Writers on writing: Stephen King

IMG_0065I’ve just finished reading Stephen King’s, On Writing: a memoir of the craft. It is part memoir and part guide book for the aspiring writer. I have observed in the past that while, one hopes, there may be significant differences between what goes into a work of fiction and a carefully researched piece of social research, when one sits down in front of a blank screen to communicate ideas the challenges can be remarkably similar. King’s book is full of useful advice. While some of it obvious, it is no less valuable for that, and it is considerably more engaging than staid self-help guides one might read.

Almost all writing, fiction and non-fiction, is a creative process and as such there can be a tendency to imbue it with certain mystical qualities. How many times have you heard someone say they have to be in the mood to write. This is something I have observed in students, and of which I have also, on occasion, been guilty. King’s book seeks to demystify the process by encouraging us to treat writing like any other form of work, something which should be done on a regular (daily) basis but which doesn’t need to take over our lives. Sitting around waiting for inspiration to strike is likely to be much less productive than setting aside several hours each day to sit down and write. As King advises:

Don’t wait for the muse… he’s a hardheaded guy who’s not susceptible to a lot of creative fluttering. This isn’t the Ouija board or the spirit-world we’re talking about here , but just another job like laying pipe or driving long-haul trucks. Your job is to make sure the muse knows where you’re going to be every day from nine ’til noon or seven ’til three. (p.157)

One can help this process by creating the right environment. King is not overly prescriptive about this, some people will work best in the library (although King advises against this), others will take themselves off to a motel, a quiet cottage in the woods or at least a shed in the garden. J.K. Rowling famously wrote the first of the Harry Potter novels in a café in Edinburgh. King tells us that he wrote his first two published novels, Carrie and Salem’s Lot, ‘in the laundry room of a doublewide trailer, pounding away on my wife’s portable Olivetti typewriter and balancing a child’s desk on my thighs.’ He adds that while the space can be humble, (‘you don’t need an Early American rolltop desk in which to house your writing implements’), it should have one thing, ‘a door which you are willing to shut.’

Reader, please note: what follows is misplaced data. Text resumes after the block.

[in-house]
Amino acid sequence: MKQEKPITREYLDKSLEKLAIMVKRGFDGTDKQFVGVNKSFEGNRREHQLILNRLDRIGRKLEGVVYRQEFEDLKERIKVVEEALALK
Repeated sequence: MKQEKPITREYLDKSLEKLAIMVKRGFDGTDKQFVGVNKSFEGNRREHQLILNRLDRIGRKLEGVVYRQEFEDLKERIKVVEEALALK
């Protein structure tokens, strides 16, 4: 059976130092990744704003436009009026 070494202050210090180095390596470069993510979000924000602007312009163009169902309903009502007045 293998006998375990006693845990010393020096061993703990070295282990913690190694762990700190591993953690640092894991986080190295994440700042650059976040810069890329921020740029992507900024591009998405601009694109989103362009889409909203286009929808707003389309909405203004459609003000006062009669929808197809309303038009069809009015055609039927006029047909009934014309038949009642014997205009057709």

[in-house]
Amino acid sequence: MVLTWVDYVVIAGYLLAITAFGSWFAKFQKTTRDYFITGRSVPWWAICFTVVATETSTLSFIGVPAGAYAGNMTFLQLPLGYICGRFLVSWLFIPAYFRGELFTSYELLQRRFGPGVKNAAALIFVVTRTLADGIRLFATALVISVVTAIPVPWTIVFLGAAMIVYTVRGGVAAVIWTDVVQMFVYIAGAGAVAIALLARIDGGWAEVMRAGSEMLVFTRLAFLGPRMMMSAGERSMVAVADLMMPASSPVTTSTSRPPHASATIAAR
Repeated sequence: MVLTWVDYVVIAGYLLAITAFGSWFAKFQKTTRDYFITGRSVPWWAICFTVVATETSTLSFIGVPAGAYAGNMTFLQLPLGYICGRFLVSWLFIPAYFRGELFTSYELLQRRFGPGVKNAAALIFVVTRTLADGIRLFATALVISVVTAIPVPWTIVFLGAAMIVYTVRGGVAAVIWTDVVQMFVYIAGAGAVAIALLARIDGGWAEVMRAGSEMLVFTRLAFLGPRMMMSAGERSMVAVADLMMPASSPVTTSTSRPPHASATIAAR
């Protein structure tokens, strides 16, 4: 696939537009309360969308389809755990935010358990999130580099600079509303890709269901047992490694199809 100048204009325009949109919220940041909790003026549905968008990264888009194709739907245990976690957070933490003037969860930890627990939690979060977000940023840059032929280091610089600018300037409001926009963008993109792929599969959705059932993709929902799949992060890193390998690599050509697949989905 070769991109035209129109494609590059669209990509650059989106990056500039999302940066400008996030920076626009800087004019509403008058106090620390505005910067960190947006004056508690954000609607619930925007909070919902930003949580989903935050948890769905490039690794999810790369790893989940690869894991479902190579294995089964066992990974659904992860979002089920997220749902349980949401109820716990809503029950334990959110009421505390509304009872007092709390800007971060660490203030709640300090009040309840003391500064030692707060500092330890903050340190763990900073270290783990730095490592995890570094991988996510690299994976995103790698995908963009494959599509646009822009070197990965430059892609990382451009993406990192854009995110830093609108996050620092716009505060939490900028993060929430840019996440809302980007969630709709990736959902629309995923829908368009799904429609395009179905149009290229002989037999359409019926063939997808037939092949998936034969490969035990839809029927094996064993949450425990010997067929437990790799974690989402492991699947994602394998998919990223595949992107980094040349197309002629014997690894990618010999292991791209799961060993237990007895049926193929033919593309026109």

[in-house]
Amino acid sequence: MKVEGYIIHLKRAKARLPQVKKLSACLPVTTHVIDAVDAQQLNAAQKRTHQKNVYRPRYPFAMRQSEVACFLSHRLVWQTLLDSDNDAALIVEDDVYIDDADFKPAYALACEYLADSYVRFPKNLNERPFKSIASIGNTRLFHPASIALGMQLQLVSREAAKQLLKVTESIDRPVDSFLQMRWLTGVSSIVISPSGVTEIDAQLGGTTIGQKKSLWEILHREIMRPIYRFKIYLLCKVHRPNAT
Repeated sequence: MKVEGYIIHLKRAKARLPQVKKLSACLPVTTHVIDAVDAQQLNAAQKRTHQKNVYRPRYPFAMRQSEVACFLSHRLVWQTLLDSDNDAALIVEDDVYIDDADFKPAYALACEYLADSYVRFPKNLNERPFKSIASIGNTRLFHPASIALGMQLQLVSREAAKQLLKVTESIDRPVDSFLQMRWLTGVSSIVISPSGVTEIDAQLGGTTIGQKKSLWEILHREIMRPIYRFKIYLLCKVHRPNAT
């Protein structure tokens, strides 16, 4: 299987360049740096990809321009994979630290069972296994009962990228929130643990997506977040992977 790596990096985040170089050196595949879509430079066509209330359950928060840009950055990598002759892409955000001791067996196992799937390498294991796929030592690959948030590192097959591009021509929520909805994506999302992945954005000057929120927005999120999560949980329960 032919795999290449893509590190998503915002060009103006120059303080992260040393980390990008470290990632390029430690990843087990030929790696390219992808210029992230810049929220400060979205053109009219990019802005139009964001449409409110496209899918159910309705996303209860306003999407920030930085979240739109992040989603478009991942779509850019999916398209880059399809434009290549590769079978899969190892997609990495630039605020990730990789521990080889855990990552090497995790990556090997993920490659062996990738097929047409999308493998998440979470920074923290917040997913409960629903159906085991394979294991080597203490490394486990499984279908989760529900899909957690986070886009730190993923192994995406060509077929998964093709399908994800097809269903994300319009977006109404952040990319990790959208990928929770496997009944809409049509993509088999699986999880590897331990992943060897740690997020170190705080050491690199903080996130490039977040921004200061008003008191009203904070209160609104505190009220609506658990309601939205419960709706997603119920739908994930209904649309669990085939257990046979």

The closed door is your way of telling the world and yourself that you mean business; you have made a serious commitment to write and you intend to walk the walk as well as talk the talk. (p.155)

He does suggest that, ‘for any writer, but for the beginning writer in particular, it is wise to eliminate every possible distraction.’ There should be ‘no telephone in your writing room, certainly no TV or videogames for you to fool around with’. On writing was published in 2000, but one might now add, disconnect the internet or at least switch off social media. Although King does admit that he works to loud rock music like AC/DC, Guns ‘n Roses and Metallica! Once the door is closed, King suggests a daily target and that the door stays closed until that goal in met. As with physical exercise, to avoid discouragement he suggests setting a low target to begin with. His recommendation to begin by aiming for 1000 words a day is fairly standard in guides to writing.